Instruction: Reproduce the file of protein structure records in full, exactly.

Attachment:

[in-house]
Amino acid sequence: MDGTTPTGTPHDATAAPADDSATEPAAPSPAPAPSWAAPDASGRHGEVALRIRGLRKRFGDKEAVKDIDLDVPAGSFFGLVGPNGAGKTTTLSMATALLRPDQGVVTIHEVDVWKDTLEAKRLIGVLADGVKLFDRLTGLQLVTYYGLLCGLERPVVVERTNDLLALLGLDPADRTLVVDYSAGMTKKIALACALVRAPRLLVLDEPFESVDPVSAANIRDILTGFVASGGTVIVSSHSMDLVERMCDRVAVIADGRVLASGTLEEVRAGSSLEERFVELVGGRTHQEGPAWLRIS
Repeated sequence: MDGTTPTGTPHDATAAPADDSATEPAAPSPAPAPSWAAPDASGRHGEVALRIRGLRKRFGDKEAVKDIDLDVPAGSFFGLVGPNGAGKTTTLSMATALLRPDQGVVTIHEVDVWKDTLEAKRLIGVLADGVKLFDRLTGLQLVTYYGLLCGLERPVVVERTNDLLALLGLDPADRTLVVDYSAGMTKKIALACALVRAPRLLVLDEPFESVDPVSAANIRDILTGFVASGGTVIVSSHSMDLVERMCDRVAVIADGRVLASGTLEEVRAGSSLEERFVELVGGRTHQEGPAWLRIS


[in-house]
Amino acid sequence: MDGTTPTGTPHDATAAPADDSATEPAAPSPAPAPSWAAPDASGRHGEVALRIRGLRKRFGDKEAVKDIDLDVPAGSFFGLVGPNGAGKTTTLSMATALLRPDQGVVTIHEVDVWKDTLEAKRLIGVLADGVKLFDRLTGLQLVTYYGLLCGLERPVVVERTNDLLALLGLDPADRTLVVDYSAGMTKKIALACALVRAPRLLVLDEPFESVDPVSAANIRDILTGFVASGGTVIVSSHSMDLVERMCDRVAVIADGRVLASGTLEEVRAGSSLEERFVELVGGRTHQEGPAWLRIS
Repeated sequence: MDGTTPTGTPHDATAAPADDSATEPAAPSPAPAPSWAAPDASGRHGEVALRIRGLRKRFGDKEAVKDIDLDVPAGSFFGLVGPNGAGKTTTLSMATALLRPDQGVVTIHEVDVWKDTLEAKRLIGVLADGVKLFDRLTGLQLVTYYGLLCGLERPVVVERTNDLLALLGLDPADRTLVVDYSAGMTKKIALACALVRAPRLLVLDEPFESVDPVSAANIRDILTGFVASGGTVIVSSHSMDLVERMCDRVAVIADGRVLASGTLEEVRAGSSLEERFVELVGGRTHQEGPAWLRIS